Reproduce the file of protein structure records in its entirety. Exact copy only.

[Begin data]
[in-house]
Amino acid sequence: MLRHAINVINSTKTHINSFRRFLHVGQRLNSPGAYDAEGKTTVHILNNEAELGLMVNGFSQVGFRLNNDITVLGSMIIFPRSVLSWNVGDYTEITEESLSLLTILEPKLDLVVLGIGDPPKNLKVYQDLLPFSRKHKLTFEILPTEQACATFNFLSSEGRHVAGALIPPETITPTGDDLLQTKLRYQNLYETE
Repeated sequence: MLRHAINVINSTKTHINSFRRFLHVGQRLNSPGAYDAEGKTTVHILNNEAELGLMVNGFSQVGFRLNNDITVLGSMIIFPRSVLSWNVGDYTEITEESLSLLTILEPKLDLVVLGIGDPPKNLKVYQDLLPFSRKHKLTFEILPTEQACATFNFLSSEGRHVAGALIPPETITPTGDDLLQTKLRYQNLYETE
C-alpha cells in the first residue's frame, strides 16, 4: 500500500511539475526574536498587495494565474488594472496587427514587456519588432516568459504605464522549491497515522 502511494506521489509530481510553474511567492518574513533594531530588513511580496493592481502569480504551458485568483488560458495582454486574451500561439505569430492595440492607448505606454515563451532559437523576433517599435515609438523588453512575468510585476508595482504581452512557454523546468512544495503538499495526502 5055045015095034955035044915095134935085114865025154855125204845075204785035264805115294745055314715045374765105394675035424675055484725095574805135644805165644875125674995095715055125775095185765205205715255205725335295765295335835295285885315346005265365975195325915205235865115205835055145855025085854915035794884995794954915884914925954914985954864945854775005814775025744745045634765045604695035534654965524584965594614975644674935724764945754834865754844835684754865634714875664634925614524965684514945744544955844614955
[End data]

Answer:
[in-house]
Amino acid sequence: MLRHAINVINSTKTHINSFRRFLHVGQRLNSPGAYDAEGKTTVHILNNEAELGLMVNGFSQVGFRLNNDITVLGSMIIFPRSVLSWNVGDYTEITEESLSLLTILEPKLDLVVLGIGDPPKNLKVYQDLLPFSRKHKLTFEILPTEQACATFNFLSSEGRHVAGALIPPETITPTGDDLLQTKLRYQNLYETE
Repeated sequence: MLRHAINVINSTKTHINSFRRFLHVGQRLNSPGAYDAEGKTTVHILNNEAELGLMVNGFSQVGFRLNNDITVLGSMIIFPRSVLSWNVGDYTEITEESLSLLTILEPKLDLVVLGIGDPPKNLKVYQDLLPFSRKHKLTFEILPTEQACATFNFLSSEGRHVAGALIPPETITPTGDDLLQTKLRYQNLYETE
C-alpha cells in the first residue's frame, strides 16, 4: 500500500511539475526574536498587495494565474488594472496587427514587456519588432516568459504605464522549491497515522 502511494506521489509530481510553474511567492518574513533594531530588513511580496493592481502569480504551458485568483488560458495582454486574451500561439505569430492595440492607448505606454515563451532559437523576433517599435515609438523588453512575468510585476508595482504581452512557454523546468512544495503538499495526502 5055045015095034955035044915095134935085114865025154855125204845075204785035264805115294745055314715045374765105394675035424675055484725095574805135644805165644875125674995095715055125775095185765205205715255205725335295765295335835295285885315346005265365975195325915205235865115205835055145855025085854915035794884995794954915884914925954914985954864945854775005814775025744745045634765045604695035534654965524584965594614975644674935724764945754834865754844835684754865634714875664634925614524965684514945744544955844614955